Recession, Deflation: What is it to Supply Chains?

Here are some of the signs of our times.

  • Recession, we knew it all along except that now it is official!
  • Deflation, the stories are everywhere even though they don’t add up. See this article for more information, though let us assume some deflationary pressures may actually exist and continue for some time.
  • Credit crunch, less said the better. This is probably the root cause of major financial failures for many a companies. Fed is throwing reams of dollars at the problem but it is still out there threatening businesses, large and small that need debt for short term and long term obligations.

What does this mean to retailers? Pretty much the same thing, as all of the above conditions result into low demand for goods and services, pressure on pricing power, and tight credit for consumers as well as retailers. This adds up to the following net results.

  • Top line impact. Low top line growth as consumers cut their spending due to recessionary pressures, job losses, uncertain financial conditions and tight consumer credit. All of these will result into low to no top line growth, and in some cases it may very well shrink.
  • Bottom line impact. Low profitability, fueled by increased competition, too little demand, too little disposable income that all adds up to pressure on cutting prices further to retain the sales, and hurts the bottom line.
  • COGS impact. Higher cost of operations, driven by the tight credit and higher cost of money when it is available. Add to that the volatility of demand, and the desire to maintain good inventory levels to service customers when they do step in and buy.

So what is a retailer to do?

There really are not many options. In good times, you could follow a top line growth strategy effectively, but when the sales tank due to depressed consumer demand, there is only one strategy that works: laser sharp focus on the Cost and Efficiency. For the financially inclined, COGS and Asset Turnover.

A good supply chain strategy can deliver on both these fronts.

In fact, supply chains are all about costs and efficiency. Anything you do better in your supply chain management is bound to affect either of the two. Take for example, inventory planning processes. If enhancements to this process results in lower inventory, your inventory turnover goes up affecting the Asset Turnover positively. Assuming that the process improvements result in better fulfillment but do not affect inventory levels, the cost of operations for fulfillment and cost of lost sales goes down through better inventory deployment. Either way you come out ahead. Take transportation optimization, you reduce the miles, and have a direct impact on cost of transportation and hence COGS. Take forecasting improvements to have higher accuracy, and once again you save the cost of lost sales through better planning and deployment of inventories.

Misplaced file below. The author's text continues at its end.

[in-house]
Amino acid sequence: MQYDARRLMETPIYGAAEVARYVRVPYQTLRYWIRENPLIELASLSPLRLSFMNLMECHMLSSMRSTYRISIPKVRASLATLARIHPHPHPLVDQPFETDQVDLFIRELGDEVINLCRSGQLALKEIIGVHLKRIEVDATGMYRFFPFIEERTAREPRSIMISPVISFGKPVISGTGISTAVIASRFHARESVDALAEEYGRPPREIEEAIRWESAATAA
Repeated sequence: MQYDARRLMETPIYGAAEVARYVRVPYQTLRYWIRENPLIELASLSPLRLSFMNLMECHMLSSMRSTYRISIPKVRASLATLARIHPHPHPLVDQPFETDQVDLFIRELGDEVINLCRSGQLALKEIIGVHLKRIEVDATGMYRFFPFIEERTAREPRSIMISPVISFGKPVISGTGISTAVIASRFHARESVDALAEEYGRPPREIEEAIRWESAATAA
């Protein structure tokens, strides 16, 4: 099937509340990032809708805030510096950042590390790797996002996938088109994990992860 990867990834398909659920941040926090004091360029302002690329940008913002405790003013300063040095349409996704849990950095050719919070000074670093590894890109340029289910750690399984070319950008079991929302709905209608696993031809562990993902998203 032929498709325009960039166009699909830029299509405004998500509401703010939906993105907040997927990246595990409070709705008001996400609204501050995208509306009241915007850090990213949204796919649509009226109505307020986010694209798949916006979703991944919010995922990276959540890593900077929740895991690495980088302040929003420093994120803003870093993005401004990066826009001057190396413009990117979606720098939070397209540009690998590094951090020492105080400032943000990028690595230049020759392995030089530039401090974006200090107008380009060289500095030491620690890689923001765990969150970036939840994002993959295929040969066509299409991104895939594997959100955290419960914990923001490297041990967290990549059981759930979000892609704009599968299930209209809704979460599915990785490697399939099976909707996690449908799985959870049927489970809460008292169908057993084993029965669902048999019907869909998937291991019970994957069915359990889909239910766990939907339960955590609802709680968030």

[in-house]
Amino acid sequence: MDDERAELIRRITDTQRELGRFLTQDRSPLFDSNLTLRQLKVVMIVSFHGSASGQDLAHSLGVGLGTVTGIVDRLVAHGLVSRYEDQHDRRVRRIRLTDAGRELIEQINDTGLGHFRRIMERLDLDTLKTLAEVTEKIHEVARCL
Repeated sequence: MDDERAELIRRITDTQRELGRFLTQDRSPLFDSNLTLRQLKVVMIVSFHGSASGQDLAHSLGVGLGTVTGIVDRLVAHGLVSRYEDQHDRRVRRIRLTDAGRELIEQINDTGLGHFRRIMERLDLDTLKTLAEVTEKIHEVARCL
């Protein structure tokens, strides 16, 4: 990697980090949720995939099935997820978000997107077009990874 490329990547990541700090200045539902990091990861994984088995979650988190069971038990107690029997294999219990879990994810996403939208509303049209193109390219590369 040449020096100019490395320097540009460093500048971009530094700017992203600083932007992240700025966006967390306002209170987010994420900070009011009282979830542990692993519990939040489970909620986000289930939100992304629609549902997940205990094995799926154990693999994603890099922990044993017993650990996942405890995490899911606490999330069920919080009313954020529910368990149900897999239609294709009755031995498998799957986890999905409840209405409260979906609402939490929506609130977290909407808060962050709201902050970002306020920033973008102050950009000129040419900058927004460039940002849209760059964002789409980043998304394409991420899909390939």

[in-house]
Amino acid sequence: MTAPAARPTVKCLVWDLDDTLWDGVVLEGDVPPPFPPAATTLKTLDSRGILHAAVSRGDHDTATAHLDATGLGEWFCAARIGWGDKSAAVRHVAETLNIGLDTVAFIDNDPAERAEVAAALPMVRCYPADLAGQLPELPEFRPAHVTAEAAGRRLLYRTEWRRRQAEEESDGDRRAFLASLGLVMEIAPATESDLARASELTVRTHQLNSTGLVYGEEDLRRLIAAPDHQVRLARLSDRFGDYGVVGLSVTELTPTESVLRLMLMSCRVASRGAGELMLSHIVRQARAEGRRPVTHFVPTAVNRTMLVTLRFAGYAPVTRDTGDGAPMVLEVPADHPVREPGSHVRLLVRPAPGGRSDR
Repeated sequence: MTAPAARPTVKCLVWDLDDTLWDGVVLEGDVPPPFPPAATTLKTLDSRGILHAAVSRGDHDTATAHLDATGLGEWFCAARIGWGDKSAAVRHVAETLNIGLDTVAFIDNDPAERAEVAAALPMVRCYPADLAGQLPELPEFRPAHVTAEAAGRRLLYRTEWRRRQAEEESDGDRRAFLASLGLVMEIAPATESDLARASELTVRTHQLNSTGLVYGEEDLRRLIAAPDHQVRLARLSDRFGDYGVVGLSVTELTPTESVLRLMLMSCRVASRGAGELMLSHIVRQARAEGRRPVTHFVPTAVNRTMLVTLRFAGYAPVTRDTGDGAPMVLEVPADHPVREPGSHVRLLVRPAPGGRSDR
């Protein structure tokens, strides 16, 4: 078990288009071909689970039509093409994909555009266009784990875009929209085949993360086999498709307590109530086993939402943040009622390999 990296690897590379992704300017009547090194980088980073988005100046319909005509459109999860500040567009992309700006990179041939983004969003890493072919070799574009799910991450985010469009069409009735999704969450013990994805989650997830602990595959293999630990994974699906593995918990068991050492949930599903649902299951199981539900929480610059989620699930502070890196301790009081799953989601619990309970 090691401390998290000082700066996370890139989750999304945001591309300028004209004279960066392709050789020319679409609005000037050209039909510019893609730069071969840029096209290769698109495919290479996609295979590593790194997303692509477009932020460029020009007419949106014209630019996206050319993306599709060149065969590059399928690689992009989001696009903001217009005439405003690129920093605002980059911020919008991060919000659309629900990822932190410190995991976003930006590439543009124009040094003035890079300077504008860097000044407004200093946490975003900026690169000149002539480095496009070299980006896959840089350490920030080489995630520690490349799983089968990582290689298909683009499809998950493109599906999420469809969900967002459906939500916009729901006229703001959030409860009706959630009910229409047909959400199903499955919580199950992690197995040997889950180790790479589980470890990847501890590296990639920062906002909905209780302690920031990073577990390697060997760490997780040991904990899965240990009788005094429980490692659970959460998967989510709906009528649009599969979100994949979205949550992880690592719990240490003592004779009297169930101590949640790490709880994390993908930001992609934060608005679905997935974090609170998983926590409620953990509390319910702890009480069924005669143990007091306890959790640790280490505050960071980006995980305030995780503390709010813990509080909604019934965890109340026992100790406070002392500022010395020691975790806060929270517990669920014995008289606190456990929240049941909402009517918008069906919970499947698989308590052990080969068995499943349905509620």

In fact any supply chain process improvement whether it is in planning or execution, network design or supply planning, demand planning or warehousing; all lead to either direct cost savings affecting the COGS, or more efficient use of assets affecting the Asset Turnover.

The next question of course is which is more important? Cost or Efficiency? Well that really depends!

It depends on what does the retailer want to achieve? If the retailer has good operating cash flow (and hence no need to borrow funds from the market), your efforts should be more focused on direct cost savings that will translate into the bottom line gains. If operating cash flow is an issue; and, it is if your survival depends on it, then profitability is a secondary consideration, and efficient use of resources may make more sense specially in a market where credit is either not available or the cost of servicing credit is simply unacceptable.

Rather than closing all initiatives, corporations should analyze and understand the impact of each current supply chain initiative. Then they should re-prioritize using the analysis, and their current needs. For reprioritization, follow the steps below.